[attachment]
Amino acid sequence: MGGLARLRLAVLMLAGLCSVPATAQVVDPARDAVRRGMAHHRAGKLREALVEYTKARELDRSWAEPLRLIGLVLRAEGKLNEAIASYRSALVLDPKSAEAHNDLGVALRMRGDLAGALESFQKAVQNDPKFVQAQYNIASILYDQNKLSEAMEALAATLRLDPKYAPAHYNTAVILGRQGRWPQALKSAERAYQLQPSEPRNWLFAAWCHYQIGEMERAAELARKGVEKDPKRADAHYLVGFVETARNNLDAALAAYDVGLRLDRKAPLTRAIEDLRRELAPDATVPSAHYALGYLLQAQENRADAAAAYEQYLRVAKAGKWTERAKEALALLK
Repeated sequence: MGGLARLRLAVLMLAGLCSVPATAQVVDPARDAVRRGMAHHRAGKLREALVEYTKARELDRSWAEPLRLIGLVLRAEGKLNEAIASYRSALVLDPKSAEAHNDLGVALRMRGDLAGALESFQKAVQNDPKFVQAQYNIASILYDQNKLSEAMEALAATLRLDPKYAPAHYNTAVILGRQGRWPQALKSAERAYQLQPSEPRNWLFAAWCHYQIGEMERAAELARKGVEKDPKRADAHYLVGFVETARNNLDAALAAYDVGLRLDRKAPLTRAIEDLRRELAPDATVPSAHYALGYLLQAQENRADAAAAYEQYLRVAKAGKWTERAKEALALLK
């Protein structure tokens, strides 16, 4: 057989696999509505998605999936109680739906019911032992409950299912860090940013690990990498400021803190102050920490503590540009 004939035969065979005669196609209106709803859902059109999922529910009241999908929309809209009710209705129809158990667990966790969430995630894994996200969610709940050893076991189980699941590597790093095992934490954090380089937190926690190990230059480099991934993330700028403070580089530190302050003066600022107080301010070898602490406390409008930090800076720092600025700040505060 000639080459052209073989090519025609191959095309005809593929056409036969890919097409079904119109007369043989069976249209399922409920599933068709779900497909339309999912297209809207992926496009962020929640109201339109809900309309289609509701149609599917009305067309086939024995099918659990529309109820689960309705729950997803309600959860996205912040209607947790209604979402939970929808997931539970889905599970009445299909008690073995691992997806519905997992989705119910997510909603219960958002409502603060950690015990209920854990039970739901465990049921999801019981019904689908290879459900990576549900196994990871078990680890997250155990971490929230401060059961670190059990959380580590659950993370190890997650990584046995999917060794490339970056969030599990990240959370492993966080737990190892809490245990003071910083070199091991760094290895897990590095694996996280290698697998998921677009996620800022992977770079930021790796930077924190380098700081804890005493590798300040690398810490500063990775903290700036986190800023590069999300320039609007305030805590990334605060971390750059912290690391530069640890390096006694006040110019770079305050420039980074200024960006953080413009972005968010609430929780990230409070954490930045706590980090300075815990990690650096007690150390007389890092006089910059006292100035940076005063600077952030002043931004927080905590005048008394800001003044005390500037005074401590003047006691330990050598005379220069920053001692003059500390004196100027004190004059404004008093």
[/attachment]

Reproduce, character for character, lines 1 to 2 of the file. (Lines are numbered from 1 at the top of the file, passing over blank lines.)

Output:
Amino acid sequence: MGGLARLRLAVLMLAGLCSVPATAQVVDPARDAVRRGMAHHRAGKLREALVEYTKARELDRSWAEPLRLIGLVLRAEGKLNEAIASYRSALVLDPKSAEAHNDLGVALRMRGDLAGALESFQKAVQNDPKFVQAQYNIASILYDQNKLSEAMEALAATLRLDPKYAPAHYNTAVILGRQGRWPQALKSAERAYQLQPSEPRNWLFAAWCHYQIGEMERAAELARKGVEKDPKRADAHYLVGFVETARNNLDAALAAYDVGLRLDRKAPLTRAIEDLRRELAPDATVPSAHYALGYLLQAQENRADAAAAYEQYLRVAKAGKWTERAKEALALLK
Repeated sequence: MGGLARLRLAVLMLAGLCSVPATAQVVDPARDAVRRGMAHHRAGKLREALVEYTKARELDRSWAEPLRLIGLVLRAEGKLNEAIASYRSALVLDPKSAEAHNDLGVALRMRGDLAGALESFQKAVQNDPKFVQAQYNIASILYDQNKLSEAMEALAATLRLDPKYAPAHYNTAVILGRQGRWPQALKSAERAYQLQPSEPRNWLFAAWCHYQIGEMERAAELARKGVEKDPKRADAHYLVGFVETARNNLDAALAAYDVGLRLDRKAPLTRAIEDLRRELAPDATVPSAHYALGYLLQAQENRADAAAAYEQYLRVAKAGKWTERAKEALALLK